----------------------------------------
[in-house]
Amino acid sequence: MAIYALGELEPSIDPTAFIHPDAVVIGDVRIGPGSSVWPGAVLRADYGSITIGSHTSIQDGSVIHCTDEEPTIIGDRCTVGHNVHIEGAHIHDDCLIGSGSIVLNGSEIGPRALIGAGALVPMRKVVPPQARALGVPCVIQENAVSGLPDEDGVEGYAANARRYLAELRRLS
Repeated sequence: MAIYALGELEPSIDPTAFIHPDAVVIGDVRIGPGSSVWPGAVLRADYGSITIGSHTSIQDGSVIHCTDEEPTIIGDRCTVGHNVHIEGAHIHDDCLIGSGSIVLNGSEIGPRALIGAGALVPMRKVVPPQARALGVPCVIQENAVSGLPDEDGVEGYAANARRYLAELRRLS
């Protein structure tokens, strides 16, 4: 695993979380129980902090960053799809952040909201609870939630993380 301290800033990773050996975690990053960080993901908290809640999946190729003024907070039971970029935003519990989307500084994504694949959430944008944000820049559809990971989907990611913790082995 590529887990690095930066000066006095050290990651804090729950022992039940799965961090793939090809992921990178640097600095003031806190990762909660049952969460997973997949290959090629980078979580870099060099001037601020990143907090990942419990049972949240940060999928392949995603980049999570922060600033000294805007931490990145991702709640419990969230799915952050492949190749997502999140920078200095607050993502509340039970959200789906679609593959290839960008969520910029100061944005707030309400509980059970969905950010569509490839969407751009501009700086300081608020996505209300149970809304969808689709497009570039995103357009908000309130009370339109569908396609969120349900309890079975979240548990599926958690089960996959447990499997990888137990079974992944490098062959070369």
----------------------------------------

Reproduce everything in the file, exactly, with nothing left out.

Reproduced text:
[in-house]
Amino acid sequence: MAIYALGELEPSIDPTAFIHPDAVVIGDVRIGPGSSVWPGAVLRADYGSITIGSHTSIQDGSVIHCTDEEPTIIGDRCTVGHNVHIEGAHIHDDCLIGSGSIVLNGSEIGPRALIGAGALVPMRKVVPPQARALGVPCVIQENAVSGLPDEDGVEGYAANARRYLAELRRLS
Repeated sequence: MAIYALGELEPSIDPTAFIHPDAVVIGDVRIGPGSSVWPGAVLRADYGSITIGSHTSIQDGSVIHCTDEEPTIIGDRCTVGHNVHIEGAHIHDDCLIGSGSIVLNGSEIGPRALIGAGALVPMRKVVPPQARALGVPCVIQENAVSGLPDEDGVEGYAANARRYLAELRRLS
């Protein structure tokens, strides 16, 4: 695993979380129980902090960053799809952040909201609870939630993380 301290800033990773050996975690990053960080993901908290809640999946190729003024907070039971970029935003519990989307500084994504694949959430944008944000820049559809990971989907990611913790082995 590529887990690095930066000066006095050290990651804090729950022992039940799965961090793939090809992921990178640097600095003031806190990762909660049952969460997973997949290959090629980078979580870099060099001037601020990143907090990942419990049972949240940060999928392949995603980049999570922060600033000294805007931490990145991702709640419990969230799915952050492949190749997502999140920078200095607050993502509340039970959200789906679609593959290839960008969520910029100061944005707030309400509980059970969905950010569509490839969407751009501009700086300081608020996505209300149970809304969808689709497009570039995103357009908000309130009370339109569908396609969120349900309890079975979240548990599926958690089960996959447990499997990888137990079974992944490098062959070369």